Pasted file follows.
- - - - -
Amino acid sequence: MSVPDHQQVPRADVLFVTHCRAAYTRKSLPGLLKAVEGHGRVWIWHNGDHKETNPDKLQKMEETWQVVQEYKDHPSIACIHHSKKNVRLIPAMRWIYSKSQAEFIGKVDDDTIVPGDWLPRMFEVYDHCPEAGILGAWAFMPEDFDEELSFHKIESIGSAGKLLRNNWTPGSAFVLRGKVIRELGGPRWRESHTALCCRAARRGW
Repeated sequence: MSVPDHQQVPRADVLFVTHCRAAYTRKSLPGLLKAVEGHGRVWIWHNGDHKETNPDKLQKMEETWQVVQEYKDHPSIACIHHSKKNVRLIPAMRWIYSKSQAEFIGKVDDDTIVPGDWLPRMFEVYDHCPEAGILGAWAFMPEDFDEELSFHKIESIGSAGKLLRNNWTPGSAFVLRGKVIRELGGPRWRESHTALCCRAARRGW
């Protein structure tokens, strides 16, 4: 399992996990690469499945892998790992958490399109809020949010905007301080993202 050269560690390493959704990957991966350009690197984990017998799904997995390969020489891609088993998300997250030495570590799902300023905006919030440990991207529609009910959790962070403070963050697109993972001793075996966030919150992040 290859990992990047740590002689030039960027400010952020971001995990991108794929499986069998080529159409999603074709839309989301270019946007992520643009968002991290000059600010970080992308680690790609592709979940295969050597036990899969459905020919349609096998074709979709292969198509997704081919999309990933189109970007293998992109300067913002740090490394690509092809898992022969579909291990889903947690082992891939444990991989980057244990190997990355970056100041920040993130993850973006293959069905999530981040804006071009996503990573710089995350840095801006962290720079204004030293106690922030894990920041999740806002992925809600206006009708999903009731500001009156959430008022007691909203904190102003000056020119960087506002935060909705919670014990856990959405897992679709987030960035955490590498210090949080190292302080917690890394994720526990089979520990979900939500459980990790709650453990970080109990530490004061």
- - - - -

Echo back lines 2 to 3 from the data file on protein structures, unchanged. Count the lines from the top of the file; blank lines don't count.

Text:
Repeated sequence: MSVPDHQQVPRADVLFVTHCRAAYTRKSLPGLLKAVEGHGRVWIWHNGDHKETNPDKLQKMEETWQVVQEYKDHPSIACIHHSKKNVRLIPAMRWIYSKSQAEFIGKVDDDTIVPGDWLPRMFEVYDHCPEAGILGAWAFMPEDFDEELSFHKIESIGSAGKLLRNNWTPGSAFVLRGKVIRELGGPRWRESHTALCCRAARRGW
């Protein structure tokens, strides 16, 4: 399992996990690469499945892998790992958490399109809020949010905007301080993202 050269560690390493959704990957991966350009690197984990017998799904997995390969020489891609088993998300997250030495570590799902300023905006919030440990991207529609009910959790962070403070963050697109993972001793075996966030919150992040 290859990992990047740590002689030039960027400010952020971001995990991108794929499986069998080529159409999603074709839309989301270019946007992520643009968002991290000059600010970080992308680690790609592709979940295969050597036990899969459905020919349609096998074709979709292969198509997704081919999309990933189109970007293998992109300067913002740090490394690509092809898992022969579909291990889903947690082992891939444990991989980057244990190997990355970056100041920040993130993850973006293959069905999530981040804006071009996503990573710089995350840095801006962290720079204004030293106690922030894990920041999740806002992925809600206006009708999903009731500001009156959430008022007691909203904190102003000056020119960087506002935060909705919670014990856990959405897992679709987030960035955490590498210090949080190292302080917690890394994720526990089979520990979900939500459980990790709650453990970080109990530490004061």